Jägermeister’s Hubertus deer vs silhouette head of a Hubertus deer

Les Bordes Golf Club uses a silhouette of the head of a Hubertus deer for their logo. When they file EU trademark protection for this sign, Mast-Jägermeister opposes, invoking its registered logo. This has been registered for a wide range of identical products and services. The EUIPO initially rules that the trademarks don’t infringe, but Jägermeister appeals successfully at the EUIPO’s Board of Appeal.


The silhouette is almost identical to the shape of the head of the Hubertus deer and this constitutes the dominant part. The circle and the cross are mere decoration. The added verbal element LES BORDES is deemed insufficient to compensate for this similarity. As the golf club logo has been requested for identical goods and services, there is a possibility of confusion. The trademark is therefore refused.


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IP quiz Trademarks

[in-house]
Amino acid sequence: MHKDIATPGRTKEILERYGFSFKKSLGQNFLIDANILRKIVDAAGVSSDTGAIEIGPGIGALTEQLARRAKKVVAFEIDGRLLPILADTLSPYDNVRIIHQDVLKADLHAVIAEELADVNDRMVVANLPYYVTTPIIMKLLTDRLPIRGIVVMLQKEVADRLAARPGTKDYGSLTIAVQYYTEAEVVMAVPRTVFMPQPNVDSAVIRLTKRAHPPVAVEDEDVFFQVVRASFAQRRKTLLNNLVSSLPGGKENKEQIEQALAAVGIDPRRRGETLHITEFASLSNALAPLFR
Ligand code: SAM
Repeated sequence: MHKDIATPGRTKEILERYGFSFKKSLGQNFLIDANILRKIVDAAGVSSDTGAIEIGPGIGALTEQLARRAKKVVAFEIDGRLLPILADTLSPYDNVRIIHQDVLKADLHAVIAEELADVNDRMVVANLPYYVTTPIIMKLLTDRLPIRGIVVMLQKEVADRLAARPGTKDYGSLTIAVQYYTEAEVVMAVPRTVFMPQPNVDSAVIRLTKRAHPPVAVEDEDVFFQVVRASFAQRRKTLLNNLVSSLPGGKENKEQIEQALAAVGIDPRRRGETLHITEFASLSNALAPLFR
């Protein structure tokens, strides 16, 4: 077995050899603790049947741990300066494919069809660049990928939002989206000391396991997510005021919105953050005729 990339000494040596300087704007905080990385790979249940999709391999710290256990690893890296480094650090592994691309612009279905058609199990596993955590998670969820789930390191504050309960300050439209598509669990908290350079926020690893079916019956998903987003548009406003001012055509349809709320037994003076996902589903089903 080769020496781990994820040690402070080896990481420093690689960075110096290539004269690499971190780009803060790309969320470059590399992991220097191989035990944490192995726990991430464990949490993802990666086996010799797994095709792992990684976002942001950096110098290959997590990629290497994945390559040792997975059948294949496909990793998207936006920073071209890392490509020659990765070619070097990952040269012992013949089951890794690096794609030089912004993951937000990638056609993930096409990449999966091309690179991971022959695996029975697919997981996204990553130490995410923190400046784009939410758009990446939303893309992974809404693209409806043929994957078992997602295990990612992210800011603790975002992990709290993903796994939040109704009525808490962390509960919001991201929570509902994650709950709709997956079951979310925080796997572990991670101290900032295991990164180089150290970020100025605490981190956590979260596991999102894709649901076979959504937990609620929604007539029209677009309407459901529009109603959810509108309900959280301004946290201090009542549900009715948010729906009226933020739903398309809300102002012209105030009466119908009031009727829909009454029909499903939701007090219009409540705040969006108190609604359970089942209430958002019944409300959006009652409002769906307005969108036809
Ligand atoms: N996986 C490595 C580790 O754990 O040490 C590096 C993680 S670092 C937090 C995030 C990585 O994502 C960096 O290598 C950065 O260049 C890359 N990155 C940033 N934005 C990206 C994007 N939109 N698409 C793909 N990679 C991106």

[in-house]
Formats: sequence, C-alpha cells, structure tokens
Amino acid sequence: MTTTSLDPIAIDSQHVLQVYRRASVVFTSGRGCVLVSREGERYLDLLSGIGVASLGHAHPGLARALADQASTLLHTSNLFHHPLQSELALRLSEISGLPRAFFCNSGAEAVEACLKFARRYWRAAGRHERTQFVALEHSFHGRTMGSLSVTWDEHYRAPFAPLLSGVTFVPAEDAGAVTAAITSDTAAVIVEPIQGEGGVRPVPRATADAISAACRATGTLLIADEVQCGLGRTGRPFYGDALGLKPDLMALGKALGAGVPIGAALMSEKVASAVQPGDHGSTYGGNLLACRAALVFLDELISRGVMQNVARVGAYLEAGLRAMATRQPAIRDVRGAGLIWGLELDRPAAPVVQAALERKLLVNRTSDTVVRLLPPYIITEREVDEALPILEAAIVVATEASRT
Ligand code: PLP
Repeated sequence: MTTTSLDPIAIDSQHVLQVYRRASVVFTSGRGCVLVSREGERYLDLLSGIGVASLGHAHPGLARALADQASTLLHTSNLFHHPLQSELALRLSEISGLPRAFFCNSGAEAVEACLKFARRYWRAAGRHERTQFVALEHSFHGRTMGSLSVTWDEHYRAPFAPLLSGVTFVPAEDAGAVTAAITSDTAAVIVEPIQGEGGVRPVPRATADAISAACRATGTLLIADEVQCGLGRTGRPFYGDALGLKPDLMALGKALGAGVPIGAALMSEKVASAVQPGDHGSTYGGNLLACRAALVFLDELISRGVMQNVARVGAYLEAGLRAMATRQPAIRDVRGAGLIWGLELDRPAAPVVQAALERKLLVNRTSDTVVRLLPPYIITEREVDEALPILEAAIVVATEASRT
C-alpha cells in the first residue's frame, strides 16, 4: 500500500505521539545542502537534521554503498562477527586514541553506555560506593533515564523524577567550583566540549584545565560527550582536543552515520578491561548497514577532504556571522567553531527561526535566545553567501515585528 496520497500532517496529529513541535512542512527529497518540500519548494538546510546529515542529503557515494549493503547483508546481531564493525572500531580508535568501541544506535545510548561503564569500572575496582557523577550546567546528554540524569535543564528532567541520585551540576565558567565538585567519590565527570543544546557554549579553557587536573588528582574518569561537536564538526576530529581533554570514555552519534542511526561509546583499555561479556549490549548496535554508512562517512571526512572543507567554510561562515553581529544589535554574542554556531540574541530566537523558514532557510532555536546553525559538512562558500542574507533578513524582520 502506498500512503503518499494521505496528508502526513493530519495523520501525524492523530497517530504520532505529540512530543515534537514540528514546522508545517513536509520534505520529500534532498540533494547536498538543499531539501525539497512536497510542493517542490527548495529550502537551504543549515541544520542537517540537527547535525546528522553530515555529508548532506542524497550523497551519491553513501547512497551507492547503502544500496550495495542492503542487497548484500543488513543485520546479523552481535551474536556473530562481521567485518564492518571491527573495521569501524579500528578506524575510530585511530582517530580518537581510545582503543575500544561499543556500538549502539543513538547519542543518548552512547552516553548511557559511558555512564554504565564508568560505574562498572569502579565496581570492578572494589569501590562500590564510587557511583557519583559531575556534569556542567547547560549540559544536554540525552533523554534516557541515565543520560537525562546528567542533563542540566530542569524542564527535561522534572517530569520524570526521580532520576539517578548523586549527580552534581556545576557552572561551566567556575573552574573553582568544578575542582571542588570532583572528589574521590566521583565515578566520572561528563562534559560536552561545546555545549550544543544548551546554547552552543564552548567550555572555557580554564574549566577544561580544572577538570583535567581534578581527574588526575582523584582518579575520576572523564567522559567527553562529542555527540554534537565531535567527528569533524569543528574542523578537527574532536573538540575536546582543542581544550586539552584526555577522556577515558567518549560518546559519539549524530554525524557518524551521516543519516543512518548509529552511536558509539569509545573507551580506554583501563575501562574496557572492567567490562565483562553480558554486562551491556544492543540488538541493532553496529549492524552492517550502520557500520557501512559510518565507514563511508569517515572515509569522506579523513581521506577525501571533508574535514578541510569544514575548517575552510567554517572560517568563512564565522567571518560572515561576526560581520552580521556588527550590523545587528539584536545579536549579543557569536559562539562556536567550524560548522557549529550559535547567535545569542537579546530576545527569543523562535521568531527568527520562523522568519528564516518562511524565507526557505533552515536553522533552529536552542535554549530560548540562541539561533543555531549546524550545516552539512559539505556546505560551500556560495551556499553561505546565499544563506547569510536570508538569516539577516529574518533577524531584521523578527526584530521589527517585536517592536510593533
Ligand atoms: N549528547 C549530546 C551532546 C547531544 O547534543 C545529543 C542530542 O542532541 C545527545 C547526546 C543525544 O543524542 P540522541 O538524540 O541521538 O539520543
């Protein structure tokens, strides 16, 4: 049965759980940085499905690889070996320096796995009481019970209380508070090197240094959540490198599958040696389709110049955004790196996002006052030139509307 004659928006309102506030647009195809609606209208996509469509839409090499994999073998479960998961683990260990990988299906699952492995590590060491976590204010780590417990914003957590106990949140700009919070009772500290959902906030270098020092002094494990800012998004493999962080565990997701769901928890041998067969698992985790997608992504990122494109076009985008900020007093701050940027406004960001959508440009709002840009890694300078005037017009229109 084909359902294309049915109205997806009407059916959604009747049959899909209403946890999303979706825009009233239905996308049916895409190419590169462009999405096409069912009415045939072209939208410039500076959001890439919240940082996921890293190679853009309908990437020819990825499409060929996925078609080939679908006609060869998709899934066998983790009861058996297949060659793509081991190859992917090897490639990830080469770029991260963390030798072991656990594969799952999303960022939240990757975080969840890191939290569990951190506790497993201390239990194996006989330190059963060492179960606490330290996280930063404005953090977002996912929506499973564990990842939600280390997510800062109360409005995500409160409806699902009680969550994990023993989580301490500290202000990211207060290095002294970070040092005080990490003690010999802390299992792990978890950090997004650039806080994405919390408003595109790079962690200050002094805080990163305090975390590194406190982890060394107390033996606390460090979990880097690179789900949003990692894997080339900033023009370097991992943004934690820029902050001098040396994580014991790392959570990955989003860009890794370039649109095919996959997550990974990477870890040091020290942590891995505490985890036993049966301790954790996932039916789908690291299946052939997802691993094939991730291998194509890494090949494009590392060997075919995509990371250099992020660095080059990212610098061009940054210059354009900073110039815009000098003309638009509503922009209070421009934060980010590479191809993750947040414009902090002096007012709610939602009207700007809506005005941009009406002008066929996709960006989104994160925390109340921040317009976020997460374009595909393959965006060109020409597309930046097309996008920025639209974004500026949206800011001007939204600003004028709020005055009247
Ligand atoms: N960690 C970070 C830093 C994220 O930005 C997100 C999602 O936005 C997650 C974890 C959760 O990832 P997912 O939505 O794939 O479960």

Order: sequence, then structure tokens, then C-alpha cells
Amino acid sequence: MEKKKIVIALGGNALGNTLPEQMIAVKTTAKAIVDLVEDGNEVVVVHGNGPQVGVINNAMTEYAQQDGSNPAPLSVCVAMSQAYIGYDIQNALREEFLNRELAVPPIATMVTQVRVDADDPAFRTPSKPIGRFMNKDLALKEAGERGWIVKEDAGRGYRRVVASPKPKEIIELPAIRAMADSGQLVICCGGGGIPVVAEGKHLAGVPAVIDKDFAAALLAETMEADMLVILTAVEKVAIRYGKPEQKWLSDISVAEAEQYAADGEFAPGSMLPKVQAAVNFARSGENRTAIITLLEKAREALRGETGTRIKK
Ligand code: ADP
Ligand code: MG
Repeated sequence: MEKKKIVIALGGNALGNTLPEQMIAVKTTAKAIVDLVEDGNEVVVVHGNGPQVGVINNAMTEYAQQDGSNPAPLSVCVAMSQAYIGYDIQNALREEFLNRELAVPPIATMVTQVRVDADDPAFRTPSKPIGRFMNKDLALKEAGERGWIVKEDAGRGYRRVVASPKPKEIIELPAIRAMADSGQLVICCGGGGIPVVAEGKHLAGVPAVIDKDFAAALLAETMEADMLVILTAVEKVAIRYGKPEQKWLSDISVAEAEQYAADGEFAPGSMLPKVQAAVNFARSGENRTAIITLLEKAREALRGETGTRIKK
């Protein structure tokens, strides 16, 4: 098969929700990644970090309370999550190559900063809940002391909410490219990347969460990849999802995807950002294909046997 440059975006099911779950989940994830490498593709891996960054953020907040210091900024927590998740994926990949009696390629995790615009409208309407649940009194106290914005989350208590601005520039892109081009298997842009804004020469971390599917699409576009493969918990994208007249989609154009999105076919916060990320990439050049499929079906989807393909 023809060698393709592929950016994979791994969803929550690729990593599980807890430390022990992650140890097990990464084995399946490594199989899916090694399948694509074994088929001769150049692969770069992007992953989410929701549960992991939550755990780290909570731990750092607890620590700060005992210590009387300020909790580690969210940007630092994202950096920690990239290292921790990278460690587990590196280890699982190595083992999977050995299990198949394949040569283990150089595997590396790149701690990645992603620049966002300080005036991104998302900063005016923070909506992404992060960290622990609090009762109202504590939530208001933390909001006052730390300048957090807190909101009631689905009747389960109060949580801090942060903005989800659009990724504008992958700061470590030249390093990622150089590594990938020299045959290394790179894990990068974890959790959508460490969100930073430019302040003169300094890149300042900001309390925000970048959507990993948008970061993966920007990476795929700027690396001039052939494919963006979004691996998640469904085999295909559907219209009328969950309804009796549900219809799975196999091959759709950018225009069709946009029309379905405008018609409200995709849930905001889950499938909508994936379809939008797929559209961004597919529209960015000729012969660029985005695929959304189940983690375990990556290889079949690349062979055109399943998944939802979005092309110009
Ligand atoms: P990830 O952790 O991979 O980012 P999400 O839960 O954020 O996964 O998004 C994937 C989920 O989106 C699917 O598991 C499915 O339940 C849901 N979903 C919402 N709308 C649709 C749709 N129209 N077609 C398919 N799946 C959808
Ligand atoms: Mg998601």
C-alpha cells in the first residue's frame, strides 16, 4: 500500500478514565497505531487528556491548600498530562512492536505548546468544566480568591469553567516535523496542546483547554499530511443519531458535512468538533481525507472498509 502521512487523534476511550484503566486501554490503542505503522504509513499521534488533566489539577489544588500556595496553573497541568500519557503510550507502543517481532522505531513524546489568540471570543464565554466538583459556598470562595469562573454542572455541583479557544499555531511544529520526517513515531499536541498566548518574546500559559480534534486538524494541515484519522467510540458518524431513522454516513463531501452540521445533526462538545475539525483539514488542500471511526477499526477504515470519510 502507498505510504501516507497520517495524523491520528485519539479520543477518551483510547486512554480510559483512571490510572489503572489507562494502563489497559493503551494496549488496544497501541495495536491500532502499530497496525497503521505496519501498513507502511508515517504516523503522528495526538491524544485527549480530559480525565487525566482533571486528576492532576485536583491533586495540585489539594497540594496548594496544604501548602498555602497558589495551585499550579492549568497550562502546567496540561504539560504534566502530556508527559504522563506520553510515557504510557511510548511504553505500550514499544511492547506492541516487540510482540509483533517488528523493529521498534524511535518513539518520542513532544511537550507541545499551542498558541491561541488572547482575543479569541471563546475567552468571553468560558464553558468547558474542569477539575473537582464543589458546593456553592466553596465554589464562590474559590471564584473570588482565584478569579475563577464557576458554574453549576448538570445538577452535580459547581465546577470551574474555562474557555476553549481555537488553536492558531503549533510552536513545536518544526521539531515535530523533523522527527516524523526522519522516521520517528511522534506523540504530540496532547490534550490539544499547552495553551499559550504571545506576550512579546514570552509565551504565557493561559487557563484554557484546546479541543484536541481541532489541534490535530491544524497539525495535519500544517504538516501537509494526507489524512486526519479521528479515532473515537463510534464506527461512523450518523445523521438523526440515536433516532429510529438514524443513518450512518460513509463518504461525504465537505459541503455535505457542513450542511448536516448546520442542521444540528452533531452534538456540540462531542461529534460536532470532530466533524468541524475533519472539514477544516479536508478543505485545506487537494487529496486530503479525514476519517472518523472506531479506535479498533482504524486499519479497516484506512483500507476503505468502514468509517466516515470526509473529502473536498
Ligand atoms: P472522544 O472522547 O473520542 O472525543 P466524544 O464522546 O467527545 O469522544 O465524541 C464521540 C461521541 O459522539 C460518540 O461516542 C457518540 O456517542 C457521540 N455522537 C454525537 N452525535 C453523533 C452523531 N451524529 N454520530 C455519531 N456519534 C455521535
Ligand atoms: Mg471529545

Puma is one of the bigger sports and lifestyle brands in the world. The core-business is the design, development and sale of (sports) shoes, (sports) clothing and accessories. In 1960, Puma registered an international trademark for a device designed in 1958: the formstrip. Since then, Puma has registered approximately 90 formstrip trademarks with validity in the Benelux or the European Union. Puma claims that this is a serial mark. Monshoe is a wholesaler of women's shoes and related products. The company designs and develops Monshoe shoes which it largely markets itself. Monshoe sells its women's shoes under the brands Shoecolate and Pearlz. The shoe Shoecolate is offered in various colour combinations. Puma claims that Monshoe infringes its well-known formstrip trademark. Monshoe contradicts this and states that the average consumer will not perceive the device of Monshoe on the sneakers as a trademark. And if the public will recognize a trademark in the decoration, it will not make the connection to Puma. According to Monshoe, the formstrip logo is not a well-known trademark within the meaning of the BVIE and the UMVo. There is no likelihood of confusion because the sign does not or hardly evoke any association with Puma among the public. In light of the above, who is right? Does this constitute decorative use or linking to a well-known trademark?